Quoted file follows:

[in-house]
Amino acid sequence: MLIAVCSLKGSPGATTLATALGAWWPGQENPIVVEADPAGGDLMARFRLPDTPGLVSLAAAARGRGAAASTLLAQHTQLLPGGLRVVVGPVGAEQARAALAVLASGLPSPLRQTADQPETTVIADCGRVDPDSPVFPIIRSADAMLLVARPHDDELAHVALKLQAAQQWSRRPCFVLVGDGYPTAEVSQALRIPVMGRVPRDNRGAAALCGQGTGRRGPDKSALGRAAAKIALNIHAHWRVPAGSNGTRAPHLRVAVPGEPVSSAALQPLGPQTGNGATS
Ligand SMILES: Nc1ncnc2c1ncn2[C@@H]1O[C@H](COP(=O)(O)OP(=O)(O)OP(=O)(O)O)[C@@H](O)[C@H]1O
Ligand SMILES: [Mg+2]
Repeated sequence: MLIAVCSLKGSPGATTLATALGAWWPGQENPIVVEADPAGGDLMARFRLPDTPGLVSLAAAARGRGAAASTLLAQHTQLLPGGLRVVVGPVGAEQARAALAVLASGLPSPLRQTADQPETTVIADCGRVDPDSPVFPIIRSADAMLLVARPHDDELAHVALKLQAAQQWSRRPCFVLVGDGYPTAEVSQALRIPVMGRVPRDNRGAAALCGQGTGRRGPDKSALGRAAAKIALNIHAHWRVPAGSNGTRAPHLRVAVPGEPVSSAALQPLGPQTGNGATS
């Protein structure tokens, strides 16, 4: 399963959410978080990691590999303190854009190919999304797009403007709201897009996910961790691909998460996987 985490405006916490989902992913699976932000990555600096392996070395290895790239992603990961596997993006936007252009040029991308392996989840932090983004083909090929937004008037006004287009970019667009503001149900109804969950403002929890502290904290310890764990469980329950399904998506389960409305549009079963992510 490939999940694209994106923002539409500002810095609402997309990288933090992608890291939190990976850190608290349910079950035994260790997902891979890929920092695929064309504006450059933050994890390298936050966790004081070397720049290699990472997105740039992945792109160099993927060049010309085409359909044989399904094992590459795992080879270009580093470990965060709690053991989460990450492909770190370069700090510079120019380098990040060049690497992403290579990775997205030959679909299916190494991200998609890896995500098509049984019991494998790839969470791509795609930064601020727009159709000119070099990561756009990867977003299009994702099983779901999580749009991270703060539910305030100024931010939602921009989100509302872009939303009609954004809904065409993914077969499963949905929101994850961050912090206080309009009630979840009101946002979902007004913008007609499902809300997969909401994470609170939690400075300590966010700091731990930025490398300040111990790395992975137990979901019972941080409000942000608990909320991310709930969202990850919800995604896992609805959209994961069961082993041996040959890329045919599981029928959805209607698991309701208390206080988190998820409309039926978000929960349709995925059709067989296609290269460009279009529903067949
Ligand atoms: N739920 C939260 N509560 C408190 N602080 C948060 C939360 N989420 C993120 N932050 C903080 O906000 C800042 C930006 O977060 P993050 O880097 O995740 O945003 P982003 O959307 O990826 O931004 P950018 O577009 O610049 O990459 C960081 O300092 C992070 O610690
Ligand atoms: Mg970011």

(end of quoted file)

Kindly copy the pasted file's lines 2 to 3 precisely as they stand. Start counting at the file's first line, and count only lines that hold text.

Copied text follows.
Amino acid sequence: MLIAVCSLKGSPGATTLATALGAWWPGQENPIVVEADPAGGDLMARFRLPDTPGLVSLAAAARGRGAAASTLLAQHTQLLPGGLRVVVGPVGAEQARAALAVLASGLPSPLRQTADQPETTVIADCGRVDPDSPVFPIIRSADAMLLVARPHDDELAHVALKLQAAQQWSRRPCFVLVGDGYPTAEVSQALRIPVMGRVPRDNRGAAALCGQGTGRRGPDKSALGRAAAKIALNIHAHWRVPAGSNGTRAPHLRVAVPGEPVSSAALQPLGPQTGNGATS
Ligand SMILES: Nc1ncnc2c1ncn2[C@@H]1O[C@H](COP(=O)(O)OP(=O)(O)OP(=O)(O)O)[C@@H](O)[C@H]1O